Innovation is required to address increasingly complex societal challenges. Late last year, we organised a workshop to build capacity within the Finnish innovation agency Business Finland, bringing together staff from across the organisation to consider how their approach could be both more mission-driven and more clearly centred on the needs of the communities they serve - Finland’s innovators.
Nesta has long been interested in the potential of national innovation agencies to convene and lead cross-sector partnerships capable of developing innovative solutions to societal challenges. There are signs that this is already happening in some places. For example, in the last few years the Swedish innovation agency VINNOVA has reoriented its innovation support activities towards addressing the 2030 Agenda and the Sustainable Development Goals. The European Commission’s forthcoming Horizon Europe agenda is built around ‘research and innovation missions [that] aim to deliver solutions to some of the greatest challenges facing our world’. Innovation and science policy institutions are already responding with speed to the new challenges created by COVID-19.
Yet there remains much ambiguity about how these missions - both those that can be anticipated and those that are more unexpected - can and should be operationalised, and which organisations and groups need to be involved. In a 2019 paper on this theme, Nesta posed some questions for innovation agencies about how they could support mission-oriented innovation policies, including:
To explore some of these questions in a practical setting, we organised a workshop in Helsinki with Matt Finch of mechanicaldolphin.com, entitled ‘Many Roads Ahead’.
Using 'fast facilitation' methods to swiftly elicit key ideas and pressing challenges, we asked participants to consider their mission in terms of the value created by their relationships with stakeholders in the innovation ecosystem. As Nesta's report Public value: how can it be measured, managed, and grown? indicates, contemporary notions of value can be complex and contested - but unless we attend to value explicitly, we risk ending up with unhappy results.
Using a value-creating systems approach derived from work at Oxford University's Saïd Business School, we helped the group to map key relationships held by both Business Finland and their clients.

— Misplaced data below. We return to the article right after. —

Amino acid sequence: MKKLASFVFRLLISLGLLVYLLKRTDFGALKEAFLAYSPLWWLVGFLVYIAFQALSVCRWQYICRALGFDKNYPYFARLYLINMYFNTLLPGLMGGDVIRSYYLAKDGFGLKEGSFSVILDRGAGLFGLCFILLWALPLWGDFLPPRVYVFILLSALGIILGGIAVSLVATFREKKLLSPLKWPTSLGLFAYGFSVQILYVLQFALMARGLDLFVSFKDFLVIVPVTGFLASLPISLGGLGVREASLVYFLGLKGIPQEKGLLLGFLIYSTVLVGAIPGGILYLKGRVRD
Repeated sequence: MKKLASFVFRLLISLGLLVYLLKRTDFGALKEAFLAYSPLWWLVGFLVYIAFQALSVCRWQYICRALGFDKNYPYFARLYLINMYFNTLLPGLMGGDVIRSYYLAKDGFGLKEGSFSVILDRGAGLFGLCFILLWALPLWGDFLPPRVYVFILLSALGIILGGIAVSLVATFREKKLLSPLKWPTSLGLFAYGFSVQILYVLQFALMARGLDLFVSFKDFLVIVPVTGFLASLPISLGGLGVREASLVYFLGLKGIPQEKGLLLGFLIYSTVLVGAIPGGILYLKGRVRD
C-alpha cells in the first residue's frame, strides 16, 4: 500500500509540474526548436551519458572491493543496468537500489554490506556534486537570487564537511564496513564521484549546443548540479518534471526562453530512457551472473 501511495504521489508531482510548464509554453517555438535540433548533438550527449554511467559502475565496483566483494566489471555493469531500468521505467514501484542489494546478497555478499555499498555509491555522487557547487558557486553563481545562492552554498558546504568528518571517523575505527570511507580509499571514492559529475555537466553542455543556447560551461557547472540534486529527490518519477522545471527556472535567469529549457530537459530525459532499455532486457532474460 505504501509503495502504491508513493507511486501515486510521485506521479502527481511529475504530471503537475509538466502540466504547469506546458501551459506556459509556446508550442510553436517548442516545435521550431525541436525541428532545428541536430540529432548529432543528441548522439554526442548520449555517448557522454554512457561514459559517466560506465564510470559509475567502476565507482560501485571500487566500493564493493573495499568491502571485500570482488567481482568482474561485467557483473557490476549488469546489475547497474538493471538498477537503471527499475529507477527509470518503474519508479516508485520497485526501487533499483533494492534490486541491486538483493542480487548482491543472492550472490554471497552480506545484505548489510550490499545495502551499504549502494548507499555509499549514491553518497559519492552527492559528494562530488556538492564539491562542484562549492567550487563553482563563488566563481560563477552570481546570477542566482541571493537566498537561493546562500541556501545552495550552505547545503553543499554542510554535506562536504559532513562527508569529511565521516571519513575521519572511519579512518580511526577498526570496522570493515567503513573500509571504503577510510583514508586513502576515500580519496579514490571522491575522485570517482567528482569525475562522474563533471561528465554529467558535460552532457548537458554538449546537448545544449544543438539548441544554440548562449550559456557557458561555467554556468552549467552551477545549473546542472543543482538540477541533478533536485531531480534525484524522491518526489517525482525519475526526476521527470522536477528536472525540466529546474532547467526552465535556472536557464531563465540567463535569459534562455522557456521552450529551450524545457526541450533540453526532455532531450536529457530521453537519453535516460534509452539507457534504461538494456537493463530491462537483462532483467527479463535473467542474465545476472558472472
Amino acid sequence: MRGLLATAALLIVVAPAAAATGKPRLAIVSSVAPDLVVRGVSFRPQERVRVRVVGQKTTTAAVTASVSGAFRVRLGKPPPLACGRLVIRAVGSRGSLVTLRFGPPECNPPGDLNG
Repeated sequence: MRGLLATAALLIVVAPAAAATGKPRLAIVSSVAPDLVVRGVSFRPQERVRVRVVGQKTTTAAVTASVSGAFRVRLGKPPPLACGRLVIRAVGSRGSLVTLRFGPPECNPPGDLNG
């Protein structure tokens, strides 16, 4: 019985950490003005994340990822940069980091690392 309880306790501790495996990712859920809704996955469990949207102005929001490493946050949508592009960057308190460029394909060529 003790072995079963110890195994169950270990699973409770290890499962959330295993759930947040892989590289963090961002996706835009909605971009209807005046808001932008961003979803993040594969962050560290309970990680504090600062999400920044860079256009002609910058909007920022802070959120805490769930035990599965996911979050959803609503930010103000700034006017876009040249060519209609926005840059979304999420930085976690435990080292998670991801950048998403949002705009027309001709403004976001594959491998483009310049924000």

These maps allowed workshop participants to identify and define the different kinds of value being created through their interactions - and through other interactions by their clients, where they might usefully intervene in the future. These speculative interventions were then made practical through discussions of the risks, opportunities, and requirements which would be involved in their execution.
Building on these discussions, we facilitated a conversation within the group about the kinds of ‘missions’ this might imply for a country like Finland. Suggestions ranged from more ‘local’ issues (such as ending the use of single-use materials and products and revolutionising the Finnish textile industry) through to more ‘global’ and unexpected challenges (such as promoting a digital revolution in Africa to support growth and development and change the imperatives for migration).
This fed a discussion of the kinds of roles that an organisation like Business Finland might play in addressing the mission, and coordinating with other actors across the innovation ecosystem.
The session raised many questions requiring further exploration and analysis. How should missions be defined and selected? How can innovation agencies like Business Finland reconcile the need to provide inclusive support to diverse groups of innovators with the notion of joint missions addressing complex societal challenges? What will it mean for the 21st century innovation agency to evolve along with the communities it serves, and the concept of 'innovation' itself?
However, it also demonstrated new ways of helping innovation agencies themselves to imagine the ways in which they might innovate to meet the uncertainties of a changing world.